The 5 Biggest Customer Experience Missteps of 2013

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Customer Strategy
Customer Experience
The importance of delivering an optimal customer experience cannot be overstated. This year saw some notable blunders. Here are five that I believe stood out the most.

The importance of delivering an optimal customer experience cannot be overstated. This year saw some notable blunders. Here are five that I believe stood out the most.

1. Lulumon's chairman blames customers for malfunctioning pants

When female customers of the athletic wear company started complaining that the brand's yoga pants caused their thighs to rub together, Chairman Chip Wilson blamed women's bodies, saying some figures "don't work" with their pants. Rather than apologize initially, Wilson went on a tangent and blamed the customers rather than the company's manufacturing and fabric issues. The sheer pants snafu ended with the founder's resignation, but not before the company became embroiled in a PR nightmare with the media reporting on Wilson's comments and angry customers taking to the Internet to voice their complaints. The pants were eventually recalled and Lulumon's stock dropped 4 percent.

2. Healthcare.gov goes live without sufficient testing

Healthcare.gov is a perfect example of what companies shouldn't do when launching a site. The site was launched with insufficient testing. As a result, server capacity was ill prepared for an influx of millions of visitors on a first day of launch. This was supposed to be ease and effortless for these people; instead, users were getting messages like, "please try again later," and "please wait," when visiting the site.

Amy C. Edmondson, Harvard professor of leadership and management, provides some advice in this article about what to do when launching a site: Set realistic expectations, list the lessons learned, identify intelligent failures and correct them before the next cycle starts, and remind people of what's ultimately at stake: affordable healthcare for millions of Americans.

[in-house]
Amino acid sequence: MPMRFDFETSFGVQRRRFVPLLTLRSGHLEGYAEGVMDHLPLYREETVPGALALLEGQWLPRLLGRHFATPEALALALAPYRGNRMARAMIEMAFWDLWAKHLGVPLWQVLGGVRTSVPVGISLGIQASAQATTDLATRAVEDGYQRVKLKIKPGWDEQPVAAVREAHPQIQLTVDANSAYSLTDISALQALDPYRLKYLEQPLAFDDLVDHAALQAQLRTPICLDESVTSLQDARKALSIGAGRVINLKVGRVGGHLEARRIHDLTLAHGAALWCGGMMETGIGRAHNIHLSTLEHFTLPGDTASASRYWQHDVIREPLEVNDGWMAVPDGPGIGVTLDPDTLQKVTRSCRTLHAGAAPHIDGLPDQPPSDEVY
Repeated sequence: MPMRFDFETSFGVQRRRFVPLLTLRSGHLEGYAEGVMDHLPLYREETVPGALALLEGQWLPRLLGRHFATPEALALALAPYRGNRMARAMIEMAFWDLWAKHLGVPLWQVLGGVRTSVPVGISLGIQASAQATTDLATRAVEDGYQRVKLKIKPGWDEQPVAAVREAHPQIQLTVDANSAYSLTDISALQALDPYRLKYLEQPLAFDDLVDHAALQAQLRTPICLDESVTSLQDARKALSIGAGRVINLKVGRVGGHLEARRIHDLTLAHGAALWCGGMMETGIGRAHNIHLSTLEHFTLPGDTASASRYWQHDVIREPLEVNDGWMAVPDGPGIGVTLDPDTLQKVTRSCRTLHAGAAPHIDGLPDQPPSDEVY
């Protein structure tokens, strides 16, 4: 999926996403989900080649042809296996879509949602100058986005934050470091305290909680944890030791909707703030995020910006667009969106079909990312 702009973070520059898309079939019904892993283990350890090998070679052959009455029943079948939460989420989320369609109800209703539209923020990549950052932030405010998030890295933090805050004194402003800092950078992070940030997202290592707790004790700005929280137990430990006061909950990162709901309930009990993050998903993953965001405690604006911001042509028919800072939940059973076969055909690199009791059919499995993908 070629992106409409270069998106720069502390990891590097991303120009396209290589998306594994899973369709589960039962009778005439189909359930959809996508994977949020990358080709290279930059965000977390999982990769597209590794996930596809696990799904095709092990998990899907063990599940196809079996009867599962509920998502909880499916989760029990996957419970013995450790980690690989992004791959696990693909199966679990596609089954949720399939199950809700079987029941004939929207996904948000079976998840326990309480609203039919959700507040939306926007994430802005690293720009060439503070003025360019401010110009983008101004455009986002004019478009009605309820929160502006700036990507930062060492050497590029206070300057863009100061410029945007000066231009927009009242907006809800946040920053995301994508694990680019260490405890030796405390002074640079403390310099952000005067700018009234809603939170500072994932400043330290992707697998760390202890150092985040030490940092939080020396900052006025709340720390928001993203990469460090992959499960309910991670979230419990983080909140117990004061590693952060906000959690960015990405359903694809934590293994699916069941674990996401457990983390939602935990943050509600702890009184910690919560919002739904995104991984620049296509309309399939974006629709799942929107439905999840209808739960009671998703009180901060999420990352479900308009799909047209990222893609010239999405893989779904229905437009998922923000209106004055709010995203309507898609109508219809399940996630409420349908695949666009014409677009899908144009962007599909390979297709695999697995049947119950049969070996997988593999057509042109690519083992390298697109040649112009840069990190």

3. CVS gives 5-foot long receipts

In August, the Internet erupted with people posting photos of their comically long receipts from their CVS purchases. The nearly 5-foot receipts demonstrated corporate waste and triggered a legion of adversaries.

When AOL Daily Finance's Matt Brownell crafted a post after one of his coworkers received a 38-inch receipt for purchasing one item, CVS's response was that the coupons it prints on the receipts use "less paper than printing coupons on additional paper or that would be required if we sent direct mail offers to our members." Still, the company added that it would be reducing receipt lengths in 2014.

4. Amy's Baking Company engages in an epic rant on Facebook

The disastrous Scottsdale, AZ restaurant became notorious after appearing on Gordan Ramsay's Kitchen Nightmares in the spring. Owners Samy and Amy Bouzaglo demonstrated such bad behavior to employees and customers during the show that Ramsay walked out before taping concluded. Then in an epic meltdown on Facebook, the Bouzaglo's took to the social media site to defend themselves against negative customer reviews about their restaurant--only to get nasty with customers, spurring national attention with their social media rant.

Just when we thought it couldn't get worse, the notorious Amy's Baking Company was in the news again for another scandal. This time for its legally binding employee contract that contained rules for governing how employees may speak, act, dress, and spend their holidays.

Amy's Baking Company has brought new meaning to "restaurant impossible," and has created a list of 'lessons learned' for how not to engage with customers and employees.

5. Target plays down the severity of its compromised POS systems

It's no wonder that Target customers reacted with frustration when the retail giant played down its massive data breach that occurred earlier this month. In a notice on Target's website about the "Unauthorized access to payment card data in U.S. stores," the question of whether it is now safe to use your credit card at the company's stores is buried in the fourth question of an FAQ at the end of a 1,500 word statement.

Then this past Friday, Target confirmed that debit card PIN data was also stolen, reversing its earlier stance that the codes were not part of the hack. Until now, Target has been saavy about its customer communications, but the present incident reveals a blind eye for what consumers need to hear to feel safe.

Got another branding blunder of 2013? Share it here.

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